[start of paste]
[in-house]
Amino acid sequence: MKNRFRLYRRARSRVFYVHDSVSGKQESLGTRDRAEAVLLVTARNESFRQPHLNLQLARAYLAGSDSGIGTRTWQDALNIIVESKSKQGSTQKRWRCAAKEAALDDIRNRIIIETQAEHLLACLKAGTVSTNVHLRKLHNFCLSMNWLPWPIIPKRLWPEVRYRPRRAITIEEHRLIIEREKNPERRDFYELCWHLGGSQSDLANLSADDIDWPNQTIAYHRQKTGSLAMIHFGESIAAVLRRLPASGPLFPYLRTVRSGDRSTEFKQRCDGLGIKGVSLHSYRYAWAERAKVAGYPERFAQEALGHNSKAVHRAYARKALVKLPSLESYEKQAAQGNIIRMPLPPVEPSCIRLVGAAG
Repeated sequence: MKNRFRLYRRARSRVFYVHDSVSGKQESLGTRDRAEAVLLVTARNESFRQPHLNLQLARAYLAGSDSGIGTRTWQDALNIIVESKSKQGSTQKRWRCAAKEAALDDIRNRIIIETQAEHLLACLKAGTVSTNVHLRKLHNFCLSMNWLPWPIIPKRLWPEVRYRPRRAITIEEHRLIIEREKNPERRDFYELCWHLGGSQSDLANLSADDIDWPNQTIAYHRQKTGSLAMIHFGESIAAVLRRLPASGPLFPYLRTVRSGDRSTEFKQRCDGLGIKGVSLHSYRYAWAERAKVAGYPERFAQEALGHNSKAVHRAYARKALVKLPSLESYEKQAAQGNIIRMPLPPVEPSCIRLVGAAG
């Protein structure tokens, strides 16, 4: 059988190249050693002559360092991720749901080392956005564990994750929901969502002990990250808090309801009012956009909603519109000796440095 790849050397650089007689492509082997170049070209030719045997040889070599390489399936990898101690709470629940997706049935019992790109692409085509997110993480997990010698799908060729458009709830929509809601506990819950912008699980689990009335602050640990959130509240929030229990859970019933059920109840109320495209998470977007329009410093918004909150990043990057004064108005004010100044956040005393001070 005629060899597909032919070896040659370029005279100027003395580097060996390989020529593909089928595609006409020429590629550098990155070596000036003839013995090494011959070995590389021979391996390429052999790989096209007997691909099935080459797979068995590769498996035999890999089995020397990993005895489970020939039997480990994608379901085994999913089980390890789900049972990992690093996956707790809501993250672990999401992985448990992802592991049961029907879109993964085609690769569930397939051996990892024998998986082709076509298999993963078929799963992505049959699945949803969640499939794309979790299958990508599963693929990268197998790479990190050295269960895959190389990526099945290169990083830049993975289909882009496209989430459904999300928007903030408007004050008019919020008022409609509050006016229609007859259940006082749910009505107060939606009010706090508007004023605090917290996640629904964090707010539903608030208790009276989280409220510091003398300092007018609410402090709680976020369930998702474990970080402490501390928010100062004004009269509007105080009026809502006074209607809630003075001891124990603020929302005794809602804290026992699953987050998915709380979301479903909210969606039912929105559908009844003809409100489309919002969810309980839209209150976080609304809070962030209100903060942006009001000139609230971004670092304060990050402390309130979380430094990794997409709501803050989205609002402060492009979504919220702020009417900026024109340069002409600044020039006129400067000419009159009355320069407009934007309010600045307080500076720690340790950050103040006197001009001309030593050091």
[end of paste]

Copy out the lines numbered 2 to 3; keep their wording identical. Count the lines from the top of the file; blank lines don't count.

Amino acid sequence: MKNRFRLYRRARSRVFYVHDSVSGKQESLGTRDRAEAVLLVTARNESFRQPHLNLQLARAYLAGSDSGIGTRTWQDALNIIVESKSKQGSTQKRWRCAAKEAALDDIRNRIIIETQAEHLLACLKAGTVSTNVHLRKLHNFCLSMNWLPWPIIPKRLWPEVRYRPRRAITIEEHRLIIEREKNPERRDFYELCWHLGGSQSDLANLSADDIDWPNQTIAYHRQKTGSLAMIHFGESIAAVLRRLPASGPLFPYLRTVRSGDRSTEFKQRCDGLGIKGVSLHSYRYAWAERAKVAGYPERFAQEALGHNSKAVHRAYARKALVKLPSLESYEKQAAQGNIIRMPLPPVEPSCIRLVGAAG
Repeated sequence: MKNRFRLYRRARSRVFYVHDSVSGKQESLGTRDRAEAVLLVTARNESFRQPHLNLQLARAYLAGSDSGIGTRTWQDALNIIVESKSKQGSTQKRWRCAAKEAALDDIRNRIIIETQAEHLLACLKAGTVSTNVHLRKLHNFCLSMNWLPWPIIPKRLWPEVRYRPRRAITIEEHRLIIEREKNPERRDFYELCWHLGGSQSDLANLSADDIDWPNQTIAYHRQKTGSLAMIHFGESIAAVLRRLPASGPLFPYLRTVRSGDRSTEFKQRCDGLGIKGVSLHSYRYAWAERAKVAGYPERFAQEALGHNSKAVHRAYARKALVKLPSLESYEKQAAQGNIIRMPLPPVEPSCIRLVGAAG